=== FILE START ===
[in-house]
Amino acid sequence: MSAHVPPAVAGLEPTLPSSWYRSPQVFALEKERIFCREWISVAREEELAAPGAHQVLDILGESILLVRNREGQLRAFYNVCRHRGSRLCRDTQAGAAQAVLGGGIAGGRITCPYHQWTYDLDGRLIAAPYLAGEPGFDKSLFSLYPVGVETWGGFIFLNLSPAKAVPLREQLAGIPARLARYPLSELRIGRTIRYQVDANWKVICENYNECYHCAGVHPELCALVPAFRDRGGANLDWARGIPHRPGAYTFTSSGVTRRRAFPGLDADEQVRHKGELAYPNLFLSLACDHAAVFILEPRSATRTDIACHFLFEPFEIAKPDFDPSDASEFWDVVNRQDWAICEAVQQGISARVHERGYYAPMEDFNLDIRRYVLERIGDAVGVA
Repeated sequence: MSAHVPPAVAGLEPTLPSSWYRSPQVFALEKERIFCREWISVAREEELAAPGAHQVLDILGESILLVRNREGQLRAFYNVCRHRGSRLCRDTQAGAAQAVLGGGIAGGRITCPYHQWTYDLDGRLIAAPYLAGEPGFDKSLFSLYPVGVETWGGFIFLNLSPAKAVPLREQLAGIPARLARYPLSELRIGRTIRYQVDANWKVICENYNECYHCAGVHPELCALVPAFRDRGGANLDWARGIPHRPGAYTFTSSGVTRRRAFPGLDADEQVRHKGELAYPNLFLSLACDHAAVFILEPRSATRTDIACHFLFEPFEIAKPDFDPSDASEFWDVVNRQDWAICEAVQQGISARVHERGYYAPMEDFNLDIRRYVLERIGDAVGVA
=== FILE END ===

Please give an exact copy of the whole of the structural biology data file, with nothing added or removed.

[in-house]
Amino acid sequence: MSAHVPPAVAGLEPTLPSSWYRSPQVFALEKERIFCREWISVAREEELAAPGAHQVLDILGESILLVRNREGQLRAFYNVCRHRGSRLCRDTQAGAAQAVLGGGIAGGRITCPYHQWTYDLDGRLIAAPYLAGEPGFDKSLFSLYPVGVETWGGFIFLNLSPAKAVPLREQLAGIPARLARYPLSELRIGRTIRYQVDANWKVICENYNECYHCAGVHPELCALVPAFRDRGGANLDWARGIPHRPGAYTFTSSGVTRRRAFPGLDADEQVRHKGELAYPNLFLSLACDHAAVFILEPRSATRTDIACHFLFEPFEIAKPDFDPSDASEFWDVVNRQDWAICEAVQQGISARVHERGYYAPMEDFNLDIRRYVLERIGDAVGVA
Repeated sequence: MSAHVPPAVAGLEPTLPSSWYRSPQVFALEKERIFCREWISVAREEELAAPGAHQVLDILGESILLVRNREGQLRAFYNVCRHRGSRLCRDTQAGAAQAVLGGGIAGGRITCPYHQWTYDLDGRLIAAPYLAGEPGFDKSLFSLYPVGVETWGGFIFLNLSPAKAVPLREQLAGIPARLARYPLSELRIGRTIRYQVDANWKVICENYNECYHCAGVHPELCALVPAFRDRGGANLDWARGIPHRPGAYTFTSSGVTRRRAFPGLDADEQVRHKGELAYPNLFLSLACDHAAVFILEPRSATRTDIACHFLFEPFEIAKPDFDPSDASEFWDVVNRQDWAICEAVQQGISARVHERGYYAPMEDFNLDIRRYVLERIGDAVGVA